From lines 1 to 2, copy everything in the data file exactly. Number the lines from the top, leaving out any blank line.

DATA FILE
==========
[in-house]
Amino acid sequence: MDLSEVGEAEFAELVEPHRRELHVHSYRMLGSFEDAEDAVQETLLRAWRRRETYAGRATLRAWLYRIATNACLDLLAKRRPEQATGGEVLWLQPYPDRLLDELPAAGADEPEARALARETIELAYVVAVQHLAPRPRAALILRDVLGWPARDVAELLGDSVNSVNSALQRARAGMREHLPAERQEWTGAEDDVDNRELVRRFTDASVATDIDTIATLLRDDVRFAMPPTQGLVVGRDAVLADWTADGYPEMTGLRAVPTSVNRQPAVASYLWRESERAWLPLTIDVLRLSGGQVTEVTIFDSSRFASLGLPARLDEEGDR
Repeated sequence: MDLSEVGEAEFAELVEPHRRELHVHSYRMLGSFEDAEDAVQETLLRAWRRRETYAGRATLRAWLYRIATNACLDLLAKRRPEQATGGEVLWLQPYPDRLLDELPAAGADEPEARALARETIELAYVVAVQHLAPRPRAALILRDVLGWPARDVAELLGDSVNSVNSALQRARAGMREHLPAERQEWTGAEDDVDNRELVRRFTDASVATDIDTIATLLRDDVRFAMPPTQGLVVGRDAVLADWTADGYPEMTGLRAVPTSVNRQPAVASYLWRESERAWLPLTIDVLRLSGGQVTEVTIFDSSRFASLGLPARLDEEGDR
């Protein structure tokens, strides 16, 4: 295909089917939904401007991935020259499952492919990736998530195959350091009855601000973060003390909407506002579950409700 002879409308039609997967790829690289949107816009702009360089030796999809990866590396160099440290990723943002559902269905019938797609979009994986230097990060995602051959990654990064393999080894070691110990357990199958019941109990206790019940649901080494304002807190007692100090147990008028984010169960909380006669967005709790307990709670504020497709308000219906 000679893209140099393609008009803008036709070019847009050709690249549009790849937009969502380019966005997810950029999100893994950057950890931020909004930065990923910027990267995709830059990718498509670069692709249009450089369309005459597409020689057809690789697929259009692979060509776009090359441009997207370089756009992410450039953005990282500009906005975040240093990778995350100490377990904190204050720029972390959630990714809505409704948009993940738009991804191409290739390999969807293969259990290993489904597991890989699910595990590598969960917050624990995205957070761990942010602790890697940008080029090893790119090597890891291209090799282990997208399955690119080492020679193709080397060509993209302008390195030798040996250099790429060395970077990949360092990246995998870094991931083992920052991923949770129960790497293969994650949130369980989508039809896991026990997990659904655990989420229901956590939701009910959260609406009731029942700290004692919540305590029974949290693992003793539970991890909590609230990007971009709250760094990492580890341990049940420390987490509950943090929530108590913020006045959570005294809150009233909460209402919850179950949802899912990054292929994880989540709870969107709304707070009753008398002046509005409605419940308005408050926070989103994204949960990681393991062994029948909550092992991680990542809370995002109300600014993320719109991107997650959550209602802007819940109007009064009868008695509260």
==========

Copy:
[in-house]
Amino acid sequence: MDLSEVGEAEFAELVEPHRRELHVHSYRMLGSFEDAEDAVQETLLRAWRRRETYAGRATLRAWLYRIATNACLDLLAKRRPEQATGGEVLWLQPYPDRLLDELPAAGADEPEARALARETIELAYVVAVQHLAPRPRAALILRDVLGWPARDVAELLGDSVNSVNSALQRARAGMREHLPAERQEWTGAEDDVDNRELVRRFTDASVATDIDTIATLLRDDVRFAMPPTQGLVVGRDAVLADWTADGYPEMTGLRAVPTSVNRQPAVASYLWRESERAWLPLTIDVLRLSGGQVTEVTIFDSSRFASLGLPARLDEEGDR